The Averatec also has the capability to upgrade in common with the Sony and Gateway all-in-ones. Getting inside involves loosening about 10 screws, all of which are easy to find and easy to put back in. From there you simply lift off the sturdy rear panel and you get direct access to the system's circuitry. Averatec actually exposes more of the inner workings than either Sony or Gateway. If you're handy with a soldering iron, you might actually be able to upgrade more than simply the memory, which is all Averatec recommends. The hard drive in particular looks easy to swap out, although more adventurous upgrades would surely void the warranty.
Assuming you're still coverage worthy, Averatec will protect your All-In-One with parts-and-labor warranty coverage. You can obtain service either online, or by dialing the toll-free support line, which is open from 8:00 a.m. to 5:00 p.m., PT, Monday through Friday. That's a little skimpy, with the lack of weekend or late night hours especially hurting those who work at similar times. You can find a FAQ and driver downloads on Averatec's Web site, but as of this writing, they only offer information for Averatec's laptops. Hopefully the All-In-One will show up soon.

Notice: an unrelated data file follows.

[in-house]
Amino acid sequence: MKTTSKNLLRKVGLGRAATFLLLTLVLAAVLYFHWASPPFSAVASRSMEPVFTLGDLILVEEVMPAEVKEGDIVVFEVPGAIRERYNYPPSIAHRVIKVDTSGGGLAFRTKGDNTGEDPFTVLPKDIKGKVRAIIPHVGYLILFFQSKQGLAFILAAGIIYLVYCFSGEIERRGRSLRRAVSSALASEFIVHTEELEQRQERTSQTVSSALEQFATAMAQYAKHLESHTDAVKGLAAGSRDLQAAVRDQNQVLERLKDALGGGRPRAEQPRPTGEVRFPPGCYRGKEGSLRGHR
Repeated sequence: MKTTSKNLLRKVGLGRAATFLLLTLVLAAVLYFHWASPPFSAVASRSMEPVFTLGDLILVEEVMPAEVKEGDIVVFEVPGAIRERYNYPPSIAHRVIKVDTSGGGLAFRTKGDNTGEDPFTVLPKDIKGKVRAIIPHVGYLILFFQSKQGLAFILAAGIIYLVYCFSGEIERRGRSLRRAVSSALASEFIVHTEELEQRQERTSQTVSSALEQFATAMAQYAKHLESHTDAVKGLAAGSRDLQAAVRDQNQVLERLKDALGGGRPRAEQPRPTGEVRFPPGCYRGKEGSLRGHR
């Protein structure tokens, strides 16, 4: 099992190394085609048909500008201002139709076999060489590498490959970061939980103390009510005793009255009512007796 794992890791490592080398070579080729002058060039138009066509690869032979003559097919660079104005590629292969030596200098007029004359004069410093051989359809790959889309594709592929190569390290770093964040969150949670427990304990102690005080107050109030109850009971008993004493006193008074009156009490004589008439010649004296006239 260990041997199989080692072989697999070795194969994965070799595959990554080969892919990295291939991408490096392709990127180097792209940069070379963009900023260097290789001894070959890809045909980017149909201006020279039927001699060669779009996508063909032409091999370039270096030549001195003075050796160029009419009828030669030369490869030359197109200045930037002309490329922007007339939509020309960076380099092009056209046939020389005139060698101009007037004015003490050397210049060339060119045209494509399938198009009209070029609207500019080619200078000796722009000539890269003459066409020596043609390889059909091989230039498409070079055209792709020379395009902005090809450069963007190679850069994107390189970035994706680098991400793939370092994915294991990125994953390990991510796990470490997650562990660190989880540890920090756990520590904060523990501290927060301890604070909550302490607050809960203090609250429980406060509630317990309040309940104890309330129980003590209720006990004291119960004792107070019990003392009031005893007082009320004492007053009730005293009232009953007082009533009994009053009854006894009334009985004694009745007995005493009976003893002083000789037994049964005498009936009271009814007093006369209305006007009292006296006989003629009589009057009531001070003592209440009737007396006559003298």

Find out more about how we test desktop systems.
Apple iMac (20-inch)
Apple OS X; 2.4GHz Intel Core 2 Duo T7700; 2GB 667MHz DDR2 SDRAM; 256MB ATI Radeon HD 2600 Pro graphics chip; 320GB 7,200rpm hard drive.
Windows Vista Home Premium SP1; 2.4GHz Intel Core 2 Duo E4600; 2GB 667MHz DDR2 SDRAM; 256MB (shared) Nvidia GeForce 8400M GS graphics chip; 320GB, 7,200rpm Seagate hard drive.
Windows Home Premium SP1; 2.2GHz AMD Phenom 9500; 3GB 667MHz DDR2 SDRAM; 128MB (shared) Nvidia GeForce 6150SE graphics chip; 500GB 7,200rpm Western Digital hard drive.
Gateway One GZ7220
Windows Vista Home Premium; 2.0GHz Intel Core 2 Duo T7250; 3GB 667MHz DDR2 SDRAM; 256MB ATI Mobility Radeon HD 2600 XT graphics chip; 500GB 7,200rpm hard drive.